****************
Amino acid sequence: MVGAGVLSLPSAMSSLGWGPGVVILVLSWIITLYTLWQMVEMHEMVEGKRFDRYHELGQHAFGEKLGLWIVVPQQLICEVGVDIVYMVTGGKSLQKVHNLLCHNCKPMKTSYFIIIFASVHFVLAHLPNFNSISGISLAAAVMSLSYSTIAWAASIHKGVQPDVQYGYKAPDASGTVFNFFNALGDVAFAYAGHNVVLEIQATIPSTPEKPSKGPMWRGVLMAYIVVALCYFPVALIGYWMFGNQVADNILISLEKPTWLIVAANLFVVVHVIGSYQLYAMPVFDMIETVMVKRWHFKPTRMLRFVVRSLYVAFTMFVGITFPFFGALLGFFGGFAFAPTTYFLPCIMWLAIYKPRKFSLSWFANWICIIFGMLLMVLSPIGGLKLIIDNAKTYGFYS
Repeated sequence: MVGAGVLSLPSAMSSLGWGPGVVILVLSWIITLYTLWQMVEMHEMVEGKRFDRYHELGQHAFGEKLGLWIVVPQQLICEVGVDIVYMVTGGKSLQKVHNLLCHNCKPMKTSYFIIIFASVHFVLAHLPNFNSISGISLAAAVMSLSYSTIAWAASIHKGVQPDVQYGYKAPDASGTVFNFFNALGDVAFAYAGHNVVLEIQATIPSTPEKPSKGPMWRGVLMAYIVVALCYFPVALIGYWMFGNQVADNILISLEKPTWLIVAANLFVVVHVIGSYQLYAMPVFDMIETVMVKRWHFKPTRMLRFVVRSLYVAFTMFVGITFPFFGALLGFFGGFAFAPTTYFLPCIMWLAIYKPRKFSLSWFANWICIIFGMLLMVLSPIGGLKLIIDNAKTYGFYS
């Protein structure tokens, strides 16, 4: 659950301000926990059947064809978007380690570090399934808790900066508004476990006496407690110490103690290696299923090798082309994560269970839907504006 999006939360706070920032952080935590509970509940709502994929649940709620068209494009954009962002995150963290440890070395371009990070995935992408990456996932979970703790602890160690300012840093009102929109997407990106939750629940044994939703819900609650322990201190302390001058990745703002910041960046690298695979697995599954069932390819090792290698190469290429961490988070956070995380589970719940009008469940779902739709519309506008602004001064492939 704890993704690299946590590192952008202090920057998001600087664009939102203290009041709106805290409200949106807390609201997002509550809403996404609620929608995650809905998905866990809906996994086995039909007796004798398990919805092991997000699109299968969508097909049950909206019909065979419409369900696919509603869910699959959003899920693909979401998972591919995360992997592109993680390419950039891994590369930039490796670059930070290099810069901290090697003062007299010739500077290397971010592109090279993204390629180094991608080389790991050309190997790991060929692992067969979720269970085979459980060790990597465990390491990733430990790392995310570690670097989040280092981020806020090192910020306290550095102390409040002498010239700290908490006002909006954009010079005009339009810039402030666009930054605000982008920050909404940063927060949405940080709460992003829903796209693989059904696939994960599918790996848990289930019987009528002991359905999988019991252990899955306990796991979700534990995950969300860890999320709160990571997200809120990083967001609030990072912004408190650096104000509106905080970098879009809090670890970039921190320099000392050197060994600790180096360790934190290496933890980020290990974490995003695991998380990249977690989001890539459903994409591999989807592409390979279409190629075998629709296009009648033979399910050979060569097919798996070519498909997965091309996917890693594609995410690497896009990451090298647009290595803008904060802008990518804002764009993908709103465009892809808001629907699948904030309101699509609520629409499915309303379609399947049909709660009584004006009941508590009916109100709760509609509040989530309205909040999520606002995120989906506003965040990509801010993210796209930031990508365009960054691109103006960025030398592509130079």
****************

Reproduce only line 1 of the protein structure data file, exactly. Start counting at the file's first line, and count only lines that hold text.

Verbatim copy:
Amino acid sequence: MVGAGVLSLPSAMSSLGWGPGVVILVLSWIITLYTLWQMVEMHEMVEGKRFDRYHELGQHAFGEKLGLWIVVPQQLICEVGVDIVYMVTGGKSLQKVHNLLCHNCKPMKTSYFIIIFASVHFVLAHLPNFNSISGISLAAAVMSLSYSTIAWAASIHKGVQPDVQYGYKAPDASGTVFNFFNALGDVAFAYAGHNVVLEIQATIPSTPEKPSKGPMWRGVLMAYIVVALCYFPVALIGYWMFGNQVADNILISLEKPTWLIVAANLFVVVHVIGSYQLYAMPVFDMIETVMVKRWHFKPTRMLRFVVRSLYVAFTMFVGITFPFFGALLGFFGGFAFAPTTYFLPCIMWLAIYKPRKFSLSWFANWICIIFGMLLMVLSPIGGLKLIIDNAKTYGFYS